What is B-lymphocytes (B-cells)?

B-lymphocytes (B-cells) are the only cells of the body which produce antibodies. These are soluble molecules (belonging to different classes) also known as gamma globulins immunoglobulins. Antibodies are very efficient players of humoral immunity.

B-cells have characteristic big nuclei, with large endoplasmic reticulum and numerous ribosomes. These features reflect their active transcriptional state (they produce large amounts of antibodies).

Molecular basis of antigen recognition by antibodies

Similarly to antigens recognized by T-cells, epitopes recognized by B-cells are millions (but less than that of T-cells). And, they don’t have limitations. Such as-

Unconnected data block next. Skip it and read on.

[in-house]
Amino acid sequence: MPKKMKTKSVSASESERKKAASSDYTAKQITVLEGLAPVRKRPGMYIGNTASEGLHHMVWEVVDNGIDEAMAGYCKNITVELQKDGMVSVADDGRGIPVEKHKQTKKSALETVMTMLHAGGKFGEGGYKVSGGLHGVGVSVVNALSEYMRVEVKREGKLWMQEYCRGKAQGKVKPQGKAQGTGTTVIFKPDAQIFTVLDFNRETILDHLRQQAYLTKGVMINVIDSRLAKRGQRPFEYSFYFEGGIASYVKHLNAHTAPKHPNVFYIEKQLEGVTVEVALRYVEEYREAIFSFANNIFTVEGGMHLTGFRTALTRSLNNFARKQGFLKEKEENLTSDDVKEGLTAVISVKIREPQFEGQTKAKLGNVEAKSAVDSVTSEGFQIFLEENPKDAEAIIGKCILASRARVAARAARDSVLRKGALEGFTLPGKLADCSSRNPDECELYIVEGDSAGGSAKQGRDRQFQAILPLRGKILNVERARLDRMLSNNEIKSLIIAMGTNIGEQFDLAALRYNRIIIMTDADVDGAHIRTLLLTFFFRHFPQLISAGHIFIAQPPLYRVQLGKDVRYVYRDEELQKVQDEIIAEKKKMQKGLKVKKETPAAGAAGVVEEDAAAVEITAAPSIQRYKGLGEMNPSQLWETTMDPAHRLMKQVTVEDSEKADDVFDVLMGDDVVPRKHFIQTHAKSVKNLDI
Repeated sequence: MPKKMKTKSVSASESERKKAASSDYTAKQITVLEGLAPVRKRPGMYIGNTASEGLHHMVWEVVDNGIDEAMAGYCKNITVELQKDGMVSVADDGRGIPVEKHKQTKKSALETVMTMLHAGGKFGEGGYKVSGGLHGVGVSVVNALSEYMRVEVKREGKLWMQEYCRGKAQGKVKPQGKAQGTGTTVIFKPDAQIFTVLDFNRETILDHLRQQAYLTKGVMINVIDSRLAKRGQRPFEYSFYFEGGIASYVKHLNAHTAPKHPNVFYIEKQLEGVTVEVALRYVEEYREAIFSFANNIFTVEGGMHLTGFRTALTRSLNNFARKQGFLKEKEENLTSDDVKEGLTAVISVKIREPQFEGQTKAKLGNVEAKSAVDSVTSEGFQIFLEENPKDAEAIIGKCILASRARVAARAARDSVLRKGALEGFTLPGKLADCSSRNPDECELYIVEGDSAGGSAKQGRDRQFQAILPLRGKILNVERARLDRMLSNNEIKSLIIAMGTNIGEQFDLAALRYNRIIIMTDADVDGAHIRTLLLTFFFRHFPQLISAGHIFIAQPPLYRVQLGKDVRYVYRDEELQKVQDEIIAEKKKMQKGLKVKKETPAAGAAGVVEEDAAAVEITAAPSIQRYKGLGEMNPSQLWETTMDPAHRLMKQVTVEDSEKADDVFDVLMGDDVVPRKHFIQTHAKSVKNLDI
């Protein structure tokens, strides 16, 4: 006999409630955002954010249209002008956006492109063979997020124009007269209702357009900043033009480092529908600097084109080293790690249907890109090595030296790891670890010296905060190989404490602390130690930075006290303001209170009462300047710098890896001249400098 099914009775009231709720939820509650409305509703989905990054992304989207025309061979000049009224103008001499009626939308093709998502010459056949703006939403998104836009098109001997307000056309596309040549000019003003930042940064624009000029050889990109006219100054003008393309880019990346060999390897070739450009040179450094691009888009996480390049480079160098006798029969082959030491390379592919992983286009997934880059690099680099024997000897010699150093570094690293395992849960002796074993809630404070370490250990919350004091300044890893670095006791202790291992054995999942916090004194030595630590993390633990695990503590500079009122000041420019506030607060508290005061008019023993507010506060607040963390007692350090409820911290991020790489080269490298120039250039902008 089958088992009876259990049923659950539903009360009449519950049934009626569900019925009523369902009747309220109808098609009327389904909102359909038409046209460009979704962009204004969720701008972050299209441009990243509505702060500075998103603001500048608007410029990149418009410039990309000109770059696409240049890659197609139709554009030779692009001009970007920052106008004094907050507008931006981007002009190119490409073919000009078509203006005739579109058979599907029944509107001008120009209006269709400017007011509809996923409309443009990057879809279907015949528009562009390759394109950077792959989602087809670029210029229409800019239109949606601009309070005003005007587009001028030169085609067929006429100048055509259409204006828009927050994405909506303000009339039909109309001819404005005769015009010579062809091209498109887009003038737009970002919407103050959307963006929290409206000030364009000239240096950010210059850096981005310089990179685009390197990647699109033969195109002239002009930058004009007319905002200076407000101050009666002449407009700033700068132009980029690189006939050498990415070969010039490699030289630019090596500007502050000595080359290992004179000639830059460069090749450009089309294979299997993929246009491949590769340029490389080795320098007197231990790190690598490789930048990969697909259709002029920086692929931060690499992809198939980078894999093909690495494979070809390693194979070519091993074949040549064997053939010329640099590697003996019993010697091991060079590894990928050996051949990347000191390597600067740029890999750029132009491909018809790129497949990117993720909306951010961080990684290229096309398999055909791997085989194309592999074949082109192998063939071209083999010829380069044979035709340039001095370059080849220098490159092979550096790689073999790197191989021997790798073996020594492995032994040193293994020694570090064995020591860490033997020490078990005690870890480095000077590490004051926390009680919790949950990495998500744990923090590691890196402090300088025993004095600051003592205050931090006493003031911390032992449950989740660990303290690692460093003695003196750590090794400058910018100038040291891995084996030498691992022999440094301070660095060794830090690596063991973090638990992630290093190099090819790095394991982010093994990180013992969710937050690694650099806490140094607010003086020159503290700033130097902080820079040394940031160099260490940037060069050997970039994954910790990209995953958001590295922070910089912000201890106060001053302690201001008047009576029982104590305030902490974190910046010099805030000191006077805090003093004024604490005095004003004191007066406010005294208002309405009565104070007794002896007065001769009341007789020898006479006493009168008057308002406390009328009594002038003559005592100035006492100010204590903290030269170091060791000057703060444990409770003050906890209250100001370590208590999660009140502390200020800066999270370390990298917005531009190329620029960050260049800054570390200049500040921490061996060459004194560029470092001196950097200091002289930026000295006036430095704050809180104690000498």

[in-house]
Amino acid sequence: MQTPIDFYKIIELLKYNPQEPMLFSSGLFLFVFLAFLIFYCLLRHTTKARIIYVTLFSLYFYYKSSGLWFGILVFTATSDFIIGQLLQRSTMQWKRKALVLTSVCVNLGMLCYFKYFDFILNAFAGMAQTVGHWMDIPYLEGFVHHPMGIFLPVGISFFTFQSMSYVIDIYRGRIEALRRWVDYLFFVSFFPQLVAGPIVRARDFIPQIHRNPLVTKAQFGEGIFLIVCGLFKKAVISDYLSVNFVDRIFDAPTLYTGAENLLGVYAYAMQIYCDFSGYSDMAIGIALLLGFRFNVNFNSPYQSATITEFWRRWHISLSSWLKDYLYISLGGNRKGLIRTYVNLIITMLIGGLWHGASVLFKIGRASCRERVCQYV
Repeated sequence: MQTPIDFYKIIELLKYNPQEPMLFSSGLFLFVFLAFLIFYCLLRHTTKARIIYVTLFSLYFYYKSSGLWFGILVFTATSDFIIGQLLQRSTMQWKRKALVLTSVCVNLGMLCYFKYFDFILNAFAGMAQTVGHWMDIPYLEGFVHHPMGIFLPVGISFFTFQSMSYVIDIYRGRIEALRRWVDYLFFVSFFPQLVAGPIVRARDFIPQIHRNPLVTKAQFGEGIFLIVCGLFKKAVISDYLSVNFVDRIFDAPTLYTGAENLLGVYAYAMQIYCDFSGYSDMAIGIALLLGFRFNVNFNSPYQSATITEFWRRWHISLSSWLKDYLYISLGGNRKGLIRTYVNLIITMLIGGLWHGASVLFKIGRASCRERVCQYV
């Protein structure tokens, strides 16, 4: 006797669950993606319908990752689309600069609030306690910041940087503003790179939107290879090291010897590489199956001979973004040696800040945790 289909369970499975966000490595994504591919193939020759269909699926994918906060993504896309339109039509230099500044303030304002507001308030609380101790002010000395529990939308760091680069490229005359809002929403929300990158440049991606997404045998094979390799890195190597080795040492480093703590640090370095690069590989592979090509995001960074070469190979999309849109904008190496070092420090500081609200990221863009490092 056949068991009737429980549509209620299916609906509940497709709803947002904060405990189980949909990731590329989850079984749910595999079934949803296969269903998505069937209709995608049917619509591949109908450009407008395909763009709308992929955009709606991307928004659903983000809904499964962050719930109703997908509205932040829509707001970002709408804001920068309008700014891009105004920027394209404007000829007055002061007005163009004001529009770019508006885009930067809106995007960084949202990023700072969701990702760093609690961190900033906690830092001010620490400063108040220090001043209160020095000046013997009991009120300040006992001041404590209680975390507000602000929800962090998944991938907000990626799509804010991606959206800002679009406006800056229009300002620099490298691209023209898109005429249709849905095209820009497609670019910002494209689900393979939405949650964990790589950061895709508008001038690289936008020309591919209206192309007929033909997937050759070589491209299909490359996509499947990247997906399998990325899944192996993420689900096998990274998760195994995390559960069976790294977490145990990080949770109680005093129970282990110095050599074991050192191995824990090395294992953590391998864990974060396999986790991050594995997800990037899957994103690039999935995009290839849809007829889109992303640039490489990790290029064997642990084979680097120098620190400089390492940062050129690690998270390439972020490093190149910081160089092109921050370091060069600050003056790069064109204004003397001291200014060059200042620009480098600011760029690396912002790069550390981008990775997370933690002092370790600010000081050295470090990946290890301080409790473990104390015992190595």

1. Can be linear peptides of folded peptides
  2. Can also be polysaccharides, lipids, nuclei acids and small chemical molecules
  3. Can be on cells or soluble
  4. Do not need to be presented by MHC molecules

All the antibodies (also called immunoglobulins, Ig) have a similar structure, but they display an enormous variability in the antigens that they can recognize. Unlike T-cell epitopes, B-cell epitopes (generally called determinants) can be linear or conformational (3D).

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